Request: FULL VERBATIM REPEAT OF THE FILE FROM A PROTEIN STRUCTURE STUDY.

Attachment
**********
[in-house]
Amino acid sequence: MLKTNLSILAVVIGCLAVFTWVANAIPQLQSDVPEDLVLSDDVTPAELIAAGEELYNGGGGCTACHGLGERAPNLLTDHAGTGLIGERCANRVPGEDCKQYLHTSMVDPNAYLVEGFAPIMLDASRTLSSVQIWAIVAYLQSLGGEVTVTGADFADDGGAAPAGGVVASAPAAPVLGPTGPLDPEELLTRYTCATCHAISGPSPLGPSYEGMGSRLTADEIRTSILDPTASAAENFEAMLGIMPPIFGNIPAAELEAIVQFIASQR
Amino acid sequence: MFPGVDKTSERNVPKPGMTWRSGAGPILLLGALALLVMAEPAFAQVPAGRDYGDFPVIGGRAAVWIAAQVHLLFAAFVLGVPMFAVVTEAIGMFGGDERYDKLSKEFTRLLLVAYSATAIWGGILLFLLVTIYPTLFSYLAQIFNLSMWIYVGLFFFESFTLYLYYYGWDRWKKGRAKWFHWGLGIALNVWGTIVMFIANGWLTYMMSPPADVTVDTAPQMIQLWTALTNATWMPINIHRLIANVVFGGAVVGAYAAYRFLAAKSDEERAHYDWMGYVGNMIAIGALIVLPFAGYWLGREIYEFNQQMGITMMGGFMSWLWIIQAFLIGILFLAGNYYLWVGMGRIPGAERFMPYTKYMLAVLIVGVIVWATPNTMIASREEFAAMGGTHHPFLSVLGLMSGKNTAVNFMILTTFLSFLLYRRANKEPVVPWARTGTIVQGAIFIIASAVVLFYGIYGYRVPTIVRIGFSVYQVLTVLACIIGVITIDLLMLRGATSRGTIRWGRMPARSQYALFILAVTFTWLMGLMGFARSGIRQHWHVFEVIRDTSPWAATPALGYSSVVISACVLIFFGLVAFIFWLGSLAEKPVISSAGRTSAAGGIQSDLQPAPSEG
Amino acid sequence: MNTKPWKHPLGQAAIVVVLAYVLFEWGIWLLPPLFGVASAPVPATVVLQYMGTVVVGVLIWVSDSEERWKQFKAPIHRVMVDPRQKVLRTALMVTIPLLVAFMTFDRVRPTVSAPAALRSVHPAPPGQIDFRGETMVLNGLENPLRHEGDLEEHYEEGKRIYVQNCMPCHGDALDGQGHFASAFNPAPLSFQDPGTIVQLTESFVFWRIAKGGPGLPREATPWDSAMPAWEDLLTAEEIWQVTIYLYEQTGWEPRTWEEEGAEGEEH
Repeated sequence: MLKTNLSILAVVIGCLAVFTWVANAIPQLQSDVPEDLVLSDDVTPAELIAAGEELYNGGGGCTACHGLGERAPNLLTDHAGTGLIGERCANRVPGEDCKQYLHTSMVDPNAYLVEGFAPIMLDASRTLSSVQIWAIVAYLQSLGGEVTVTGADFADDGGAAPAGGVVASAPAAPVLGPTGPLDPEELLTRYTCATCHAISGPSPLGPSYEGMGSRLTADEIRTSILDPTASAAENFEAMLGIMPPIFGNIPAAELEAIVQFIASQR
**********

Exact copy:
[in-house]
Amino acid sequence: MLKTNLSILAVVIGCLAVFTWVANAIPQLQSDVPEDLVLSDDVTPAELIAAGEELYNGGGGCTACHGLGERAPNLLTDHAGTGLIGERCANRVPGEDCKQYLHTSMVDPNAYLVEGFAPIMLDASRTLSSVQIWAIVAYLQSLGGEVTVTGADFADDGGAAPAGGVVASAPAAPVLGPTGPLDPEELLTRYTCATCHAISGPSPLGPSYEGMGSRLTADEIRTSILDPTASAAENFEAMLGIMPPIFGNIPAAELEAIVQFIASQR
Amino acid sequence: MFPGVDKTSERNVPKPGMTWRSGAGPILLLGALALLVMAEPAFAQVPAGRDYGDFPVIGGRAAVWIAAQVHLLFAAFVLGVPMFAVVTEAIGMFGGDERYDKLSKEFTRLLLVAYSATAIWGGILLFLLVTIYPTLFSYLAQIFNLSMWIYVGLFFFESFTLYLYYYGWDRWKKGRAKWFHWGLGIALNVWGTIVMFIANGWLTYMMSPPADVTVDTAPQMIQLWTALTNATWMPINIHRLIANVVFGGAVVGAYAAYRFLAAKSDEERAHYDWMGYVGNMIAIGALIVLPFAGYWLGREIYEFNQQMGITMMGGFMSWLWIIQAFLIGILFLAGNYYLWVGMGRIPGAERFMPYTKYMLAVLIVGVIVWATPNTMIASREEFAAMGGTHHPFLSVLGLMSGKNTAVNFMILTTFLSFLLYRRANKEPVVPWARTGTIVQGAIFIIASAVVLFYGIYGYRVPTIVRIGFSVYQVLTVLACIIGVITIDLLMLRGATSRGTIRWGRMPARSQYALFILAVTFTWLMGLMGFARSGIRQHWHVFEVIRDTSPWAATPALGYSSVVISACVLIFFGLVAFIFWLGSLAEKPVISSAGRTSAAGGIQSDLQPAPSEG
Amino acid sequence: MNTKPWKHPLGQAAIVVVLAYVLFEWGIWLLPPLFGVASAPVPATVVLQYMGTVVVGVLIWVSDSEERWKQFKAPIHRVMVDPRQKVLRTALMVTIPLLVAFMTFDRVRPTVSAPAALRSVHPAPPGQIDFRGETMVLNGLENPLRHEGDLEEHYEEGKRIYVQNCMPCHGDALDGQGHFASAFNPAPLSFQDPGTIVQLTESFVFWRIAKGGPGLPREATPWDSAMPAWEDLLTAEEIWQVTIYLYEQTGWEPRTWEEEGAEGEEH
Repeated sequence: MLKTNLSILAVVIGCLAVFTWVANAIPQLQSDVPEDLVLSDDVTPAELIAAGEELYNGGGGCTACHGLGERAPNLLTDHAGTGLIGERCANRVPGEDCKQYLHTSMVDPNAYLVEGFAPIMLDASRTLSSVQIWAIVAYLQSLGGEVTVTGADFADDGGAAPAGGVVASAPAAPVLGPTGPLDPEELLTRYTCATCHAISGPSPLGPSYEGMGSRLTADEIRTSILDPTASAAENFEAMLGIMPPIFGNIPAAELEAIVQFIASQR